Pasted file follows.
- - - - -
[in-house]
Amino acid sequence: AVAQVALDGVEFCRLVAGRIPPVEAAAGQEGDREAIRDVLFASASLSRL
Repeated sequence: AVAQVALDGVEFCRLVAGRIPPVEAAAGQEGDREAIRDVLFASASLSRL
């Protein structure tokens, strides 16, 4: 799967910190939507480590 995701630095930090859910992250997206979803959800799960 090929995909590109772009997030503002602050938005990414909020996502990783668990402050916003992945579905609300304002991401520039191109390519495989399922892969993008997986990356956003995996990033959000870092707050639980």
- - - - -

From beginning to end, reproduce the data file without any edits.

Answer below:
[in-house]
Amino acid sequence: AVAQVALDGVEFCRLVAGRIPPVEAAAGQEGDREAIRDVLFASASLSRL
Repeated sequence: AVAQVALDGVEFCRLVAGRIPPVEAAAGQEGDREAIRDVLFASASLSRL
């Protein structure tokens, strides 16, 4: 799967910190939507480590 995701630095930090859910992250997206979803959800799960 090929995909590109772009997030503002602050938005990414909020996502990783668990402050916003992945579905609300304002991401520039191109390519495989399922892969993008997986990356956003995996990033959000870092707050639980």